Thursday, September 22, 2011

The difference #Urdu makes

When you learn to write, it matters where you learn this skill. You may learn to write in a different script, and the characters may look different from what is considered to be the standard. The examples to the right show fonts that are usable for the Urdu language. Some reflect how Urdu is written manually. for instance in the Nastaleeq style.

Of the examples to the right, the one at the bottom comes with some versions of Microsoft Windows, the others are developed with Urdu in mind by the Center for Research in Urdu Language Processing. As Urdu uses its own set of characters of the Arabic script, it is no wonder that Urdu has its own keyboard mapping as well. This is available from the same organisation..

Urdu is a good example that when you support languages, you cannot take too much for granted. It also indicates that as we develop software intended to support languages we will need people knowledgeable about their language. People who are willing to test the software we develop for all languages.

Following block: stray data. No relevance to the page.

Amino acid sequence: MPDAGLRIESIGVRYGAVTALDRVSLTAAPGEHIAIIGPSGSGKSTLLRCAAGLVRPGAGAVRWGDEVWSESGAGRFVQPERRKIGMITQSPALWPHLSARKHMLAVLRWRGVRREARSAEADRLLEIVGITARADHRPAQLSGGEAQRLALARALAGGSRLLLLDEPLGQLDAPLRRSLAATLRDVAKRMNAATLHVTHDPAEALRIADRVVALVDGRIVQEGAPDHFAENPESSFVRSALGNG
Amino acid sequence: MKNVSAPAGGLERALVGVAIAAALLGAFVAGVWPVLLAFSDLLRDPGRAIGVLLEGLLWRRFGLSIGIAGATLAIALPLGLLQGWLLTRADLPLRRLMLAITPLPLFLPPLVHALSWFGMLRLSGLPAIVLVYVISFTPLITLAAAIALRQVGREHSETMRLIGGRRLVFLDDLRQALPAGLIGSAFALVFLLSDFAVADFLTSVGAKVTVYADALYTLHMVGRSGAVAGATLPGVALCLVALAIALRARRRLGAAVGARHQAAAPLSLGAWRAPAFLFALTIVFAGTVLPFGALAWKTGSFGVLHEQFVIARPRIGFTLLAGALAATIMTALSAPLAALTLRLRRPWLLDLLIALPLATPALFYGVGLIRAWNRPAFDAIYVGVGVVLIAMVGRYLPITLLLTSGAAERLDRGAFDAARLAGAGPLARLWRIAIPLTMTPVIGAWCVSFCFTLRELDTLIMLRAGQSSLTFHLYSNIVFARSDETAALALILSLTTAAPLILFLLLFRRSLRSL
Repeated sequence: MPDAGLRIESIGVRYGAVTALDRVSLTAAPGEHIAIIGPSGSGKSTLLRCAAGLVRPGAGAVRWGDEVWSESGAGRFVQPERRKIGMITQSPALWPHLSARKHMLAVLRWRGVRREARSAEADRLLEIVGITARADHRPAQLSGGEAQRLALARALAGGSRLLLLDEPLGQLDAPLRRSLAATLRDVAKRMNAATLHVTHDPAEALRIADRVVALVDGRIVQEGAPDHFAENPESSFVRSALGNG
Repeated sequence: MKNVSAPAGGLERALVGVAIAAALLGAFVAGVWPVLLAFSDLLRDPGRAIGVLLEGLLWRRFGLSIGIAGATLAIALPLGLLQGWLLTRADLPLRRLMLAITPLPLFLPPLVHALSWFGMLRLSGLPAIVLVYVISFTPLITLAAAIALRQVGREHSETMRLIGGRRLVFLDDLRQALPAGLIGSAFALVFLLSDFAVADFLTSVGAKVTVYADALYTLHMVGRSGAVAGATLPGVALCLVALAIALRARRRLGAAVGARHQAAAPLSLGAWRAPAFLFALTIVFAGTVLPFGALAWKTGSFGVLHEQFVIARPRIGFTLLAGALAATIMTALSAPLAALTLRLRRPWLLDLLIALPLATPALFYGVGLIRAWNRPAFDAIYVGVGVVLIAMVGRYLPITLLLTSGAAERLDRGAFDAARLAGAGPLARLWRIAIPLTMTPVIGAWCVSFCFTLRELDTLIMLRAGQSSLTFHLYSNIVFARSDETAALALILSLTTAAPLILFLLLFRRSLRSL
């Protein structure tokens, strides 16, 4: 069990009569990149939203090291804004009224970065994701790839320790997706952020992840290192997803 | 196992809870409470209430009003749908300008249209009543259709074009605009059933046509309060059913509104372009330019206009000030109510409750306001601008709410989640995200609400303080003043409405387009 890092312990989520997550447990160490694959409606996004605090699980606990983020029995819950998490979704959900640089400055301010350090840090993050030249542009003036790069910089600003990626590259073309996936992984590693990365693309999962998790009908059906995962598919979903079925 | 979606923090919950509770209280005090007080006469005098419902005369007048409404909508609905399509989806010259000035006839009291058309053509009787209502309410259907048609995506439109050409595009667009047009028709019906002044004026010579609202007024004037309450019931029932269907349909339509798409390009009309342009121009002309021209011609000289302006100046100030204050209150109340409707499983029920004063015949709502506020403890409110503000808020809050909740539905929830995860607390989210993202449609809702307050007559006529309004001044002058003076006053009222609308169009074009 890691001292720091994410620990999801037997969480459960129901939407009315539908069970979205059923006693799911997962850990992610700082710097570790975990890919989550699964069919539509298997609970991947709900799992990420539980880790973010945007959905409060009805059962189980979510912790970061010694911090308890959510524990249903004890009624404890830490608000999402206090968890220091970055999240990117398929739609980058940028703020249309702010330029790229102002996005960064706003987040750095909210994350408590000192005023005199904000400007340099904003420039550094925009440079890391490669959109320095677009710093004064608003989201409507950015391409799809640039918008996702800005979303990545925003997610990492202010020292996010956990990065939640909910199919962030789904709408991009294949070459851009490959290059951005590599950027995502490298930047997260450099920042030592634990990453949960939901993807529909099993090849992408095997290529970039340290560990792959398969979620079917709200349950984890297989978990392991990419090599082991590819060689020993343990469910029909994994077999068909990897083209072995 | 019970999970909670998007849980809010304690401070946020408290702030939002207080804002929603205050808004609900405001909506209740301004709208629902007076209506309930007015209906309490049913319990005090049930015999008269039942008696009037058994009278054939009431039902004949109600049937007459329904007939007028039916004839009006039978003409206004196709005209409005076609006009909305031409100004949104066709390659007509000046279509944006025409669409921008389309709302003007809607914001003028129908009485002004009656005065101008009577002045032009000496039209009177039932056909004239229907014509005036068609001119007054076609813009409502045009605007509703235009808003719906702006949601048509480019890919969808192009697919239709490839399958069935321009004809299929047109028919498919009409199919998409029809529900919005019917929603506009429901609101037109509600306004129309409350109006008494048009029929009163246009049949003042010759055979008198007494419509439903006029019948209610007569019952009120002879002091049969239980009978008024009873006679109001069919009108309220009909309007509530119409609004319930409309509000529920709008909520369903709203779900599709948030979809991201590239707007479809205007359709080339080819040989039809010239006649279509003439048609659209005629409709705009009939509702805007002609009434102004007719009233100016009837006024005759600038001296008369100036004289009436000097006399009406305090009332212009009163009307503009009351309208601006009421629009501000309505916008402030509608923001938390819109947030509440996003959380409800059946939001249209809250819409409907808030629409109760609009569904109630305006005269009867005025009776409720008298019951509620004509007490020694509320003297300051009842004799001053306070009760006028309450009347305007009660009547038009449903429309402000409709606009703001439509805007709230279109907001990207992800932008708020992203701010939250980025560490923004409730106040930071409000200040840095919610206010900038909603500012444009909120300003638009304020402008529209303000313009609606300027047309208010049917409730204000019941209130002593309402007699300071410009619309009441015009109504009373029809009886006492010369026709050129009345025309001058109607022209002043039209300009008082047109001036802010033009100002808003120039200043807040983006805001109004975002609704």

These same people may help us provide, amend and verify the information that exists in standards like the CLDR for their language. We need to build teams of people willing to support their language. This will not only help us get the best out of MediaWiki, it can have a much bigger impact when we do this well.

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